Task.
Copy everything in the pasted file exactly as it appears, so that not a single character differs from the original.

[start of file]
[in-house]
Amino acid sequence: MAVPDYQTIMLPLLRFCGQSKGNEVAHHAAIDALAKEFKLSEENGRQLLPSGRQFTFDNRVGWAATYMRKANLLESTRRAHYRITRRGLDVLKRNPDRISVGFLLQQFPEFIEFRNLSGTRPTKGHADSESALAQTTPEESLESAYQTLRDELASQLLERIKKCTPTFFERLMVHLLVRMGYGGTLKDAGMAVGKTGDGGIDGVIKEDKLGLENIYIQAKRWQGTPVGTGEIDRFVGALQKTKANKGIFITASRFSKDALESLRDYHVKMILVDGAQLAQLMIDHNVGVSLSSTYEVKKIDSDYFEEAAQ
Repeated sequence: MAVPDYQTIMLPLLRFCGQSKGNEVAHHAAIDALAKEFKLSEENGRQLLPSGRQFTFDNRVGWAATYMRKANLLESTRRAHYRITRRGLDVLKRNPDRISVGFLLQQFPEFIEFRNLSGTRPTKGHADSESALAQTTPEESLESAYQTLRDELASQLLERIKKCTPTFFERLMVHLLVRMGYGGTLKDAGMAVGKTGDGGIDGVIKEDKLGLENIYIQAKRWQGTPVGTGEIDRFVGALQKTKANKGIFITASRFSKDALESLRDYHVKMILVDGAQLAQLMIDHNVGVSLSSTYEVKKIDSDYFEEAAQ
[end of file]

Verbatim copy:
[in-house]
Amino acid sequence: MAVPDYQTIMLPLLRFCGQSKGNEVAHHAAIDALAKEFKLSEENGRQLLPSGRQFTFDNRVGWAATYMRKANLLESTRRAHYRITRRGLDVLKRNPDRISVGFLLQQFPEFIEFRNLSGTRPTKGHADSESALAQTTPEESLESAYQTLRDELASQLLERIKKCTPTFFERLMVHLLVRMGYGGTLKDAGMAVGKTGDGGIDGVIKEDKLGLENIYIQAKRWQGTPVGTGEIDRFVGALQKTKANKGIFITASRFSKDALESLRDYHVKMILVDGAQLAQLMIDHNVGVSLSSTYEVKKIDSDYFEEAAQ
Repeated sequence: MAVPDYQTIMLPLLRFCGQSKGNEVAHHAAIDALAKEFKLSEENGRQLLPSGRQFTFDNRVGWAATYMRKANLLESTRRAHYRITRRGLDVLKRNPDRISVGFLLQQFPEFIEFRNLSGTRPTKGHADSESALAQTTPEESLESAYQTLRDELASQLLERIKKCTPTFFERLMVHLLVRMGYGGTLKDAGMAVGKTGDGGIDGVIKEDKLGLENIYIQAKRWQGTPVGTGEIDRFVGALQKTKANKGIFITASRFSKDALESLRDYHVKMILVDGAQLAQLMIDHNVGVSLSSTYEVKKIDSDYFEEAAQ